On these facts the trial court concluded that the plaintiff was an invitee and was not an employee of the defendant and that the work upon which he was engaged was not a part or process in the trade or business of the defendant.
The statute (General Statutes 5230) is discussed and analyzed in King v. Palmer, 129 Conn. 636, 30 A.2d 549, and many of our cases construing this section are cited and applied. It would serve no useful purpose to repeat that discussion here. In this case, as in that, the only condition about which there was any question was the third (p. 639): "the work must be a part or process in the trade or business of the principal employer." The general rule is stated to be (p. 641): "If the work is of such a character that it ordinarily or appropriately would be performed by the principal employer's own employees in the prosecution of its business, or as an essential part in the maintenance thereof, it is a part or process of his work." Applying this rule to the facts of this case, the wheeling of the drums of chemicals from the unloading platform to the place in the factory designated by the defendant's employee was work which would ordinarily be performed by the employees of the defendant. The facts are very similar to those in the case of Hoard v. Sears, Roebuck Co., Inc., 122 Conn. 185, 188 A. 269. There the Hathaway Company was regularly employed by the defendant to remove the rubbish placed in a bin back of its store. An employee of the Hathaway Company was injured by the defendant's negligence while engaged in cleaning out the bin. It was held as a matter of law (a verdict for the defendant was directed) that this work was part or process in the business of the defendant. See also, in addition to the cases cited in the King and Hoard cases, supra, Bee v. Thomas Ovens Sons, 37 Scot. L. R. 328; Cooper Co. v. McGovern, 39 Scot. L. R. 102, 104; notes, 58 A.L.R. 882, 105 A.L.R. 588. The case falls within the third condition cited above and the court was in error in giving judgment for damages. The plaintiff's exclusive remedy was under the compensation law and compensation has been paid to him by his immediate employer. Hoard v. Sears, Roebuck Co., Inc., supra, 188.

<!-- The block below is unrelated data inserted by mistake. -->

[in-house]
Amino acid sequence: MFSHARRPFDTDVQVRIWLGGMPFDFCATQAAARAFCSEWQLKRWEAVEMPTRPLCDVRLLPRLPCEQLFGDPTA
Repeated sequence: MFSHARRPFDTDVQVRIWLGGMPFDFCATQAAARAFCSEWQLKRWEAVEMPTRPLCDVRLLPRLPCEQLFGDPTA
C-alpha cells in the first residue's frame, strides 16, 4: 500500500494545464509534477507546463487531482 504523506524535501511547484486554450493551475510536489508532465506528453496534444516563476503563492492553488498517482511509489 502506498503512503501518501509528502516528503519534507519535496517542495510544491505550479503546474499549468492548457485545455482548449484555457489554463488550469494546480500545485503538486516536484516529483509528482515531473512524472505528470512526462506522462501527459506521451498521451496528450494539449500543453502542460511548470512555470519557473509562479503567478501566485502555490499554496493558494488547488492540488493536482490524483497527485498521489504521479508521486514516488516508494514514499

The question of the application of the compensation law was not raised in Girard v. Kabatznick, 128 Conn. 520, 24 A.2d 257, relied on by the plaintiff. The finding in the present case that "The plaintiff performed no labor upon the premises of the defendant other than would be performed by any truckman who might be sent by his employer to deliver merchandise" was, in effect, a conclusion not supported by the other facts found. Conn. App. Proc., 82.
The question is whether the work being done by the Larson Company's employee, at the time he was injured, was a part or process in the trade or business of the defendant, the MacDermid Company. We must abide by the finding, for it was not attacked. As I read it, it says quite plainly that the work the plaintiff was doing when he was injured was a part of the Larson Company's transportation job, and not a part or process in MacDermid's business. This being so, the King and Hoard cases are not applicable.